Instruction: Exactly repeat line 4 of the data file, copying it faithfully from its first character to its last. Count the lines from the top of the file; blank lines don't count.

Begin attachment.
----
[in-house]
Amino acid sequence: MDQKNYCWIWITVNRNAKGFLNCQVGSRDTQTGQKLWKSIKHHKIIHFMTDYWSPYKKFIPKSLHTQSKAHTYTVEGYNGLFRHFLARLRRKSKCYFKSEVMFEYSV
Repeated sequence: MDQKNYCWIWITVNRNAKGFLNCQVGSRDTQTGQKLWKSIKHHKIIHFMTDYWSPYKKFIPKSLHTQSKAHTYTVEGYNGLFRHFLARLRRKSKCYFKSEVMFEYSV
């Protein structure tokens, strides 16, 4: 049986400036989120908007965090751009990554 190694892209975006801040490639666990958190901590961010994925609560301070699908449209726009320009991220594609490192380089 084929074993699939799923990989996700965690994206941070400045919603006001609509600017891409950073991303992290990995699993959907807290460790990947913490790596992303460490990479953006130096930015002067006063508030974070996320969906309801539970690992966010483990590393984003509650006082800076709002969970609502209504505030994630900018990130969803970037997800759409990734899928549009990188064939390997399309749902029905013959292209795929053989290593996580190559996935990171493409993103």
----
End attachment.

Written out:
């Protein structure tokens, strides 16, 4: 049986400036989120908007965090751009990554 190694892209975006801040490639666990958190901590961010994925609560301070699908449209726009320009991220594609490192380089 084929074993699939799923990989996700965690994206941070400045919603006001609509600017891409950073991303992290990995699993959907807290460790990947913490790596992303460490990479953006130096930015002067006063508030974070996320969906309801539970690992966010483990590393984003509650006082800076709002969970609502209504505030994630900018990130969803970037997800759409990734899928549009990188064939390997399309749902029905013959292209795929053989290593996580190559996935990171493409993103």